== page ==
Like many municipalities, the city of Latrobe is struggling with falling revenue. City Manager Rick Stadler attempted to address the city’s shortfall by eliminating six clerical positions, while the Office of City Administration cut two staffers.
Now all eight employees have requested an EEOC probe into theto determine if they violated anti-discrimination laws.
Latrobe officials maintain the cuts were based strictly on seniority; employees with the fewest years of service lost their jobs. Deputy Mayor Ken Baldonieri said the city offered to keep all employees, but with shorter hours. He said rank-and-file city employees rejected that plan, leaving the city no alternative to eliminating positions.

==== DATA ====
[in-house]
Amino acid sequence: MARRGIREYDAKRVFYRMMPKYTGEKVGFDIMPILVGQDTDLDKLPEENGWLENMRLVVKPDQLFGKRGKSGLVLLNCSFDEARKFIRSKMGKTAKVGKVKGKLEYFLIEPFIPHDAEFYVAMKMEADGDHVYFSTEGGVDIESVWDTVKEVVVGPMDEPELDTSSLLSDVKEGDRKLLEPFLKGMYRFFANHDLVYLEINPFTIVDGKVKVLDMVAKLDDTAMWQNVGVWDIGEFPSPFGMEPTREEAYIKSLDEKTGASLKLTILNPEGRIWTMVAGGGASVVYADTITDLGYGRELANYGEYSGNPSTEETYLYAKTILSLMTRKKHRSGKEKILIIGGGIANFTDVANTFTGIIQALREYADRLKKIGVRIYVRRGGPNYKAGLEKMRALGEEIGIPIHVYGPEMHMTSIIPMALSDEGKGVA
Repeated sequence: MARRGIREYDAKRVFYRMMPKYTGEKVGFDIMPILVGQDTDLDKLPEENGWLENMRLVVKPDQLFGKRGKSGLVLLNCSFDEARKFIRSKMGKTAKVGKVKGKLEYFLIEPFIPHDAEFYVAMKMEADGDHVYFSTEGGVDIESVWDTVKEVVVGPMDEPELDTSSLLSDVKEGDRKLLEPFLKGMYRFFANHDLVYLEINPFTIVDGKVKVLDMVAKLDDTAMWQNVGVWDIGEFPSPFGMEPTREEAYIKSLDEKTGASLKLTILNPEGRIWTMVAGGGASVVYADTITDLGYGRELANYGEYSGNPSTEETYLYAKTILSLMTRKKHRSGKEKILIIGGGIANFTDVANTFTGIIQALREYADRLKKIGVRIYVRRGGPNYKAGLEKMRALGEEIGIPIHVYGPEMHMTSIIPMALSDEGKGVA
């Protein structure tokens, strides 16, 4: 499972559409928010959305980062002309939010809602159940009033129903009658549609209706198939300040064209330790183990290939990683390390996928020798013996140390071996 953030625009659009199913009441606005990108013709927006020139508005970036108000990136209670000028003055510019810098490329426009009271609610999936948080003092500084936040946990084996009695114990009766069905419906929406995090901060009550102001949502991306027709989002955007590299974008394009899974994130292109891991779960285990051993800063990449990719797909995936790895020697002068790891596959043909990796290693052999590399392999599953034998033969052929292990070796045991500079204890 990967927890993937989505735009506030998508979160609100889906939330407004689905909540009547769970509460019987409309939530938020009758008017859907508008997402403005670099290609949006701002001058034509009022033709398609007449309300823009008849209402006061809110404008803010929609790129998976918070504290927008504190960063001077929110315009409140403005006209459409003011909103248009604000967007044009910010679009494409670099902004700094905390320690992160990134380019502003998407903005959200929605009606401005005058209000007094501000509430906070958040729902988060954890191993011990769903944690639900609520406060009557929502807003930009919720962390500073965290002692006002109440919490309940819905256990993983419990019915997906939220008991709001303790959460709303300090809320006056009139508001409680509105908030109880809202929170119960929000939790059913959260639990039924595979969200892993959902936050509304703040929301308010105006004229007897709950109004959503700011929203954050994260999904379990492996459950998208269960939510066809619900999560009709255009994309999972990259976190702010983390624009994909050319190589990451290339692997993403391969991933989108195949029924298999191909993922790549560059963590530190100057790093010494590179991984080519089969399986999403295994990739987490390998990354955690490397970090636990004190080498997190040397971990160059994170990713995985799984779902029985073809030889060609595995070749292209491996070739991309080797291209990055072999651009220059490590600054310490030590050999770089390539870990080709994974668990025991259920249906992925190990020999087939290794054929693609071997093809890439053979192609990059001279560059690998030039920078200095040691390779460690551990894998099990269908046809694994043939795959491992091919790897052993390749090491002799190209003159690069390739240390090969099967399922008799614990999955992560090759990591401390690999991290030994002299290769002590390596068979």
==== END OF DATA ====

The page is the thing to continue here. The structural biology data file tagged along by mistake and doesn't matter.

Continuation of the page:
Final note: When implementing a reduction in force, always clearly articulate the criteria you’re using to decide who goes and who stays. If, as Latrobe maintains, the decisions were based solely on seniority, the terminated employees will have little grounds to challenge the decision.
- How to Fire an Employee the Legal Way: 6 Termination Guidelines
- Firefighters claim Chicago suburb wanted black department
- Pregnant employee? Make every effort to accommodate temporary restrictions
- It's just putting off the inevitable: Don't let management shrug off hostile work environment
- Cary salesman's last-ditch affidavit saves age bias case